Could plain packaging for cigarettes be more than just smoke without fire?
The move is set to be announced in the Queen's speech in May, according to a Department of Health source in the Guardian, which also reported that smoking in cars carrying under 16s would also be illegal.
A Department of Health spokesperson said they could not confirm the Guardian's story, nor did they know its source.
The DoH began a consultation in March 2011 on plain packaging for cigarettes, and has been analysing results since last August. "We have received many thousands of responses to the tobacco packaging consultation. We are currently in the process of carefully collating and analysing all the responses received," the spokesman said.
"The Government has an open mind on this issue and any decisions to take further action will be taken only after full consideration of the consultation responses, evidence and other relevant information."
Sludge-green packaging with gruesome pictures of rotting teeth, eyeballs, blackened lungs and suffering babies is now mandatory for tobacco in Australia, as tough new legislation is introduced to help curb smoking.
Smokers were reported in local media as saying their cigarettes now taste "pathetic" and "sickening".
Cancer Research UK, who surveyed 2,000 adults, found that 63% of Brits were now in favour of adopting the plain packs.
Around one billion people smoke worldwide, according to the World Health Organisation, but the UK has lower smoking rates than Australia. In Oz, smoking is in decline, with figures around 23% of the population currently smokers, according to the Australian Bureau of Statistics.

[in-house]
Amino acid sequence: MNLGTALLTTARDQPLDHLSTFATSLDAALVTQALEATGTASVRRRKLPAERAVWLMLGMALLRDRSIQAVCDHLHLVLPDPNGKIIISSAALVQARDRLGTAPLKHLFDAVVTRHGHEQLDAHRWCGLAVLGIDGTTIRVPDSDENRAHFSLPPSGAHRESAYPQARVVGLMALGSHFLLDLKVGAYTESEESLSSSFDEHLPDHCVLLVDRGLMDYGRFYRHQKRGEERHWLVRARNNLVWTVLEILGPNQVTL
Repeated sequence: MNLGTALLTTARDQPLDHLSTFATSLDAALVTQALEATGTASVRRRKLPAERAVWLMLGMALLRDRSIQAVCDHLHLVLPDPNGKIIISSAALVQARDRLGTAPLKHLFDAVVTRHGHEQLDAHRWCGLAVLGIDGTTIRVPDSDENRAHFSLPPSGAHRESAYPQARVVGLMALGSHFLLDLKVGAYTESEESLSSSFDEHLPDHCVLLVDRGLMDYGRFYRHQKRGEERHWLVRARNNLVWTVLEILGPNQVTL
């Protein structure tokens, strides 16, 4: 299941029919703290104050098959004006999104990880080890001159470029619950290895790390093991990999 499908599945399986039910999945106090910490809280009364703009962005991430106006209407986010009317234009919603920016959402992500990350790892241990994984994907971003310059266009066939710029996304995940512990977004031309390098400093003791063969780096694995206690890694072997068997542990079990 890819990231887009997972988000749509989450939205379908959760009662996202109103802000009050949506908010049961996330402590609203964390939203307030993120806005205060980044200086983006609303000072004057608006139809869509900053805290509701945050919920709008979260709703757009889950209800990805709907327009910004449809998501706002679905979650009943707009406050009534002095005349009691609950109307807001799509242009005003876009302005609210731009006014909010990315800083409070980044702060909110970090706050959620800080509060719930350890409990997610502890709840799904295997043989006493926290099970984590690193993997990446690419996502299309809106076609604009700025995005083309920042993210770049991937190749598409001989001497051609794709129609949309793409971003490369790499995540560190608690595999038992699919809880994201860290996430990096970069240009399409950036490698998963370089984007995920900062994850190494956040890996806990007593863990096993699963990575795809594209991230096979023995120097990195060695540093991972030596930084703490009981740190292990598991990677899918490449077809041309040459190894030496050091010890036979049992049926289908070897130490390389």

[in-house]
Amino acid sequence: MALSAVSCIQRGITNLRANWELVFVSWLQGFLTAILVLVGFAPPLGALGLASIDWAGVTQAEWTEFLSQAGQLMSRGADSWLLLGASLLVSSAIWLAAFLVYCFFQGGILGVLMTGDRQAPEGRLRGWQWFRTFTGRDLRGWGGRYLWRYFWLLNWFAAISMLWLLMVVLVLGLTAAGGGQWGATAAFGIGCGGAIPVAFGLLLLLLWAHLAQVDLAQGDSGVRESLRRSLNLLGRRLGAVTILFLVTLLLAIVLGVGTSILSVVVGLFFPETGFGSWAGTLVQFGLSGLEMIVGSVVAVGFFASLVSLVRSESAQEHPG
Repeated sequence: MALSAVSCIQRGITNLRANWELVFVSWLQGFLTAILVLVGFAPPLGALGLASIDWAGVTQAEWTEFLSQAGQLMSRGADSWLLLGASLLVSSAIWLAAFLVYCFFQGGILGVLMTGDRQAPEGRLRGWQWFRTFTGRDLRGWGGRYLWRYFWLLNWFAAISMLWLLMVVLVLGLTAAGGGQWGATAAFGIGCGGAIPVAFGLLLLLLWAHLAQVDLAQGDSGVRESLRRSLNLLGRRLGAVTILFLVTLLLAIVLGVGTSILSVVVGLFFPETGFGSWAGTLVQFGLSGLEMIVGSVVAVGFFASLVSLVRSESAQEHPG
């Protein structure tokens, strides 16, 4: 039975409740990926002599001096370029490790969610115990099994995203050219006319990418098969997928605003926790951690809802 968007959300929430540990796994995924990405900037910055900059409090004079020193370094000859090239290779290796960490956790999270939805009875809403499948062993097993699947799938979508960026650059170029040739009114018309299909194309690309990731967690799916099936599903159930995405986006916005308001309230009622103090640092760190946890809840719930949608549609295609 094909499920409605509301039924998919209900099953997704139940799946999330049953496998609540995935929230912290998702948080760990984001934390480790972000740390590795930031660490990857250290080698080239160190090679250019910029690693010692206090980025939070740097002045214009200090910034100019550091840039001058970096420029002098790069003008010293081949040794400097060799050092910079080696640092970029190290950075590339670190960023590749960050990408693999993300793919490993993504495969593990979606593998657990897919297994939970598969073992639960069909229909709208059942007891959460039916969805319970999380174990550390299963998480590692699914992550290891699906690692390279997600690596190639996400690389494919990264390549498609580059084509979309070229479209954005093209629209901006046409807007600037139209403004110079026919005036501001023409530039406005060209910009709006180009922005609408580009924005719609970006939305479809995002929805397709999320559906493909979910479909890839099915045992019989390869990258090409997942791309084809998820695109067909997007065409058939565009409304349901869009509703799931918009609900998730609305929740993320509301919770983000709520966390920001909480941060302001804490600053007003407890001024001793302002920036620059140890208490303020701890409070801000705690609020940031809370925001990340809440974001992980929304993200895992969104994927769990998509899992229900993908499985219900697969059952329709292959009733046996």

Many fear that plain packaging will be a gift to black market trade and smuggling of cigarettes. Roy Ramm, Former Commander of Specialist Operations at New Scotland Yard, wrote in HuffPost UK that it would be "disastrous if the government, by introducing plain-packaging legislation, removes the simplest mechanism for the ordinary consumer to tell whether their cigarettes are counterfeit or not.
"Once you've forged one packet with the name of the product on it, you've forged them all. Secondly, if it is easier to fake the packet, then it will be encouragement for organised crime groups to produce more and more fake tobacco to contain within them."
His warning was echoed by Peter Sheridan, former Assistant Chief Constable, Head of Organised Crime in Northern Ireland, who told HuffPost UK: "Unless these questions are answered first, the potential introduction of plain packaging jeopardises the hard work, collaboration and individual bravery shown by our law enforcement agencies and unwittingly will create a fertile ground for tobacco smuggling."
But Deborah Arnott, Chief Executive of British anti-smoking group ASH, has urged the government to take the lead from Australia: “Smoking remains the major preventable cause of premature death and is the primary reason why the health of our nation is lagging behind that of other developed countries.
"The government is to be congratulated for being first in Europe to commit to getting rid of the brightly coloured packs designed to attract children and young people to replace the 100,000 smokers who die each year. This is both justified by the evidence and is popular with the public.”